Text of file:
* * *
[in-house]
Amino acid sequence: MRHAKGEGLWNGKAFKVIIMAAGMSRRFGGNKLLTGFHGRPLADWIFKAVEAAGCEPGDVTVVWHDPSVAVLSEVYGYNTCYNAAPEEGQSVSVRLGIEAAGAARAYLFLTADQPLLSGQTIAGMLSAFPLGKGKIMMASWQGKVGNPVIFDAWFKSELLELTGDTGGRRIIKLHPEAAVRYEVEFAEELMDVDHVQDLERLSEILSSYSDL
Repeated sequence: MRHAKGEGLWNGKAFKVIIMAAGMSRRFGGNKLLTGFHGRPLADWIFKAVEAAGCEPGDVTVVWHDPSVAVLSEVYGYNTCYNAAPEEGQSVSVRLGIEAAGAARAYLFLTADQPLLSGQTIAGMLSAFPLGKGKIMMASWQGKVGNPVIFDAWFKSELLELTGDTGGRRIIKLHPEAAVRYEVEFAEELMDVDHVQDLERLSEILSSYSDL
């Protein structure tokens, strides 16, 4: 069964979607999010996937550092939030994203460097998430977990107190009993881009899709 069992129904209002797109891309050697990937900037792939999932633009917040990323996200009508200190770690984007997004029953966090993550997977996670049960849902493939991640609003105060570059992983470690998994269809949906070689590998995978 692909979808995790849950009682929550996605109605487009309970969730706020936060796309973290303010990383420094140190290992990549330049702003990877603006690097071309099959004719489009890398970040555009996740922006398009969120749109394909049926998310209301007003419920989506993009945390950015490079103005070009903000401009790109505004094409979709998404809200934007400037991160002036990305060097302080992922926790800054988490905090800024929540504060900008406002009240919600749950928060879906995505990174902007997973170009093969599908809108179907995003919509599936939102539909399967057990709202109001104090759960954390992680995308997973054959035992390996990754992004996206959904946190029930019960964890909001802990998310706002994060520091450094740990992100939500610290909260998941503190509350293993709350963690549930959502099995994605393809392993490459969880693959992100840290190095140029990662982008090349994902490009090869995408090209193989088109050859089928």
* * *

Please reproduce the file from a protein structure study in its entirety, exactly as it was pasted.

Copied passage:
[in-house]
Amino acid sequence: MRHAKGEGLWNGKAFKVIIMAAGMSRRFGGNKLLTGFHGRPLADWIFKAVEAAGCEPGDVTVVWHDPSVAVLSEVYGYNTCYNAAPEEGQSVSVRLGIEAAGAARAYLFLTADQPLLSGQTIAGMLSAFPLGKGKIMMASWQGKVGNPVIFDAWFKSELLELTGDTGGRRIIKLHPEAAVRYEVEFAEELMDVDHVQDLERLSEILSSYSDL
Repeated sequence: MRHAKGEGLWNGKAFKVIIMAAGMSRRFGGNKLLTGFHGRPLADWIFKAVEAAGCEPGDVTVVWHDPSVAVLSEVYGYNTCYNAAPEEGQSVSVRLGIEAAGAARAYLFLTADQPLLSGQTIAGMLSAFPLGKGKIMMASWQGKVGNPVIFDAWFKSELLELTGDTGGRRIIKLHPEAAVRYEVEFAEELMDVDHVQDLERLSEILSSYSDL
């Protein structure tokens, strides 16, 4: 069964979607999010996937550092939030994203460097998430977990107190009993881009899709 069992129904209002797109891309050697990937900037792939999932633009917040990323996200009508200190770690984007997004029953966090993550997977996670049960849902493939991640609003105060570059992983470690998994269809949906070689590998995978 692909979808995790849950009682929550996605109605487009309970969730706020936060796309973290303010990383420094140190290992990549330049702003990877603006690097071309099959004719489009890398970040555009996740922006398009969120749109394909049926998310209301007003419920989506993009945390950015490079103005070009903000401009790109505004094409979709998404809200934007400037991160002036990305060097302080992922926790800054988490905090800024929540504060900008406002009240919600749950928060879906995505990174902007997973170009093969599908809108179907995003919509599936939102539909399967057990709202109001104090759960954390992680995308997973054959035992390996990754992004996206959904946190029930019960964890909001802990998310706002994060520091450094740990992100939500610290909260998941503190509350293993709350963690549930959502099995994605393809392993490459969880693959992100840290190095140029990662982008090349994902490009090869995408090209193989088109050859089928």